DataRow row           = nav2.GetDataRow(); 

   string itemTotal2 = 
   (((decimal)row["UnitPrice"]) * ((int)row["Quantity"])).ToString();
   string itemTitle2 = row["Title"].ToString();    

   Console.WriteLine("-{0} = {1}", itemTitle2, itemTotal2 );



The DataSetNavigator implements the IDataSetPosition interface in addition to being an XPathNavigator. This interface is designed to return the position within the DataSet where the current DataSetNavigator is positioned, which allows for advanced scenarios in which accessing the actual DataRows/DataColumns of the DataSet is necessary. The IDataSetPosition exposes the GetPositionType() method that returns an enumeration value of the current state:

  • DataSetPosition.DataSet –The DataSetNavigator is positioned on the DataSet. Calling GetDataSet() will successfully return the current DataSet. Calling GetDataRow() or GetDataColumnIndex() will fail since the navigator is not positioned on a specific row or column.
  • DataSetPosition.Row—The DataSetNavigator is current positioned on a specific DataRow. Calling GetDataSet() will return the DataSet of which the DataRow is currently part. Calling GetDataRow() will return the current DataRow. Calling GetDataColumnIndex() will result in an error.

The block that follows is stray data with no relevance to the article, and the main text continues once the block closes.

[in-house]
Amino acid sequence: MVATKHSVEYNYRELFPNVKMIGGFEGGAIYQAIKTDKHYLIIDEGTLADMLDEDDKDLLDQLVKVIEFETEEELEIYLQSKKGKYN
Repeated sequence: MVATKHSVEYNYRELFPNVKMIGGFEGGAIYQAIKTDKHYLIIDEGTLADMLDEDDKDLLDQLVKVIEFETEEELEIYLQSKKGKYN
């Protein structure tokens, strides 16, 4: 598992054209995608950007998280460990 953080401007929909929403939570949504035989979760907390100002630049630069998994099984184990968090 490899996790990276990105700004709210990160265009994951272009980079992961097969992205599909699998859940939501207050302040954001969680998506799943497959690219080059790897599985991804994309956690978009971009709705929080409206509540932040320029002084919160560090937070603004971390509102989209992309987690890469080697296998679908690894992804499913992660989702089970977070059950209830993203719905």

• DataSetPosition.Cell—This denotes that the DataSetNavigator is positioned on a specific cell. A cell is considered to be an intersection of a single DataRow and a single DataColumn. Calling GetDataSet(), GetDataRow(), or GetDataColumnIndex() will all succeed in this case.


In preliminary testing, the DataSetNavigator is anywhere from 2x-50x faster than running the same transformation on an XmlDataDocument, depending on the size of the data being transformed and the complexity of the stylesheet. The DataSetNavigator is also 2x-5x faster than the XmlDocument or XPathDocument workaround currently available, due to the fact that reparsing the contents of the DataSet does not occur.

The current DataSetNavigator is fairly simple and does not incorporate some interesting features. One feature that is lacking is the support for namespaces. The current methods is converting a DataSet to XML support namespaces to be serialized when they are associated with various parts of the DataSet. The current DataSetNavigator doesn't surface these namespaces. This functionality would be fairly straightforward to add and has been left as an exercise for the interested reader.